PLBs are a rare occurrence, and only a few cases of giant PLBs (>5 cm in diameter) have been reported in the literature to date. PLBs are usually incidentally discovered during surgery or examination. The majority of PLBs are asymptomatic, but a small proportion of giant PLBs may cause symptoms, such as abdominal pain, bowel obstruction, urinary retention or urinary frequency (9). Matsubara et al reviewed 20 cases of giant PLBs reported in the literature and reported that PLBs were more common in men, with a male:female incidence of 17:3(3). The majority of the patients were aged >50 years. In addition, most cases shared a distinct histological characteristic, namely calcified necrosis of fat tissue with hypocellular fibrolamellar tissue and numerous microcalcifications.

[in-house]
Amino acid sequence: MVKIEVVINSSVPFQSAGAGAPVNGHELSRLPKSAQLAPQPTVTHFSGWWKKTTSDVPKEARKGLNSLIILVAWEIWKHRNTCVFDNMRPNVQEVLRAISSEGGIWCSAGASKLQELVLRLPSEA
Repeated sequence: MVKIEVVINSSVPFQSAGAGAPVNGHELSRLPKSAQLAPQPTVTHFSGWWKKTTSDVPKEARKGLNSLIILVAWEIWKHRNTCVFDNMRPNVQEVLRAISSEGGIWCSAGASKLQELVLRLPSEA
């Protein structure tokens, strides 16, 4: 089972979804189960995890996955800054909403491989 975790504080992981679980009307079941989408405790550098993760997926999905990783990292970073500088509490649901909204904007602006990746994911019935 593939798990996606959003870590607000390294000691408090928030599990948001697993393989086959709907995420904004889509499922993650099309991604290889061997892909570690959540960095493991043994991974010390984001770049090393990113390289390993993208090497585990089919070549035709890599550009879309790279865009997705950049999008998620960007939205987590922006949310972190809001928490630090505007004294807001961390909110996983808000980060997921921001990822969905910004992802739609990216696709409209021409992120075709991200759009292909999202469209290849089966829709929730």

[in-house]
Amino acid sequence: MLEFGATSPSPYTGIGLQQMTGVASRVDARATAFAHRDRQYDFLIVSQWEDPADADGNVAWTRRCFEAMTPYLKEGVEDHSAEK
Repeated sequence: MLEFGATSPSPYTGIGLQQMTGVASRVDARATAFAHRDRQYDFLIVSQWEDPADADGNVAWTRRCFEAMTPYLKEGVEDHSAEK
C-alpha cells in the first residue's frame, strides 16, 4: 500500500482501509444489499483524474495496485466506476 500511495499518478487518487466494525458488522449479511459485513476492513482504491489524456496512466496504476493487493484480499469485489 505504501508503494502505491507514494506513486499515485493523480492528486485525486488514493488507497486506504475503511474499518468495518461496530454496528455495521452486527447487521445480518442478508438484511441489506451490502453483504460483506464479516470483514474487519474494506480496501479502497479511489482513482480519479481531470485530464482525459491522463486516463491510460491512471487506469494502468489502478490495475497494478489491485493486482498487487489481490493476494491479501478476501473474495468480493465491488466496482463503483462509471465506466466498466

Clinically, PLBs must be differentiated from other tumors, such as mesenteric tumors, leiomyoma and teratoma. Abdominal CT examination may be helpful, as it demonstrates the characteristic features of PLBs, which are well-defined oval or round soft tissue masses with central calcification, usually located in the abdomen, with a distinct fat plane around the mass separating it from adjacent organs (10). Since PLBs are freely mobile, additional scanning in the prone position or a follow-up CT examination can demonstrate the change in location. Moreover, on magnetic resonance imaging (MRI) examination, PLB appears as a well-defined, low-intensity mass on both T1- and T2-weighted images (11). The MRI signal is similar to that of muscle, and a central high-intensity area may be seen on T1-weighted images. PLBs do not exhibit any enhancement, which is useful in differential diagnosis, as leiomyoma and teratoma exhibit contrast enhancement. Performing CT and MRI is crucial for identifying the characteristic features of PLB and establishing an accurate diagnosis.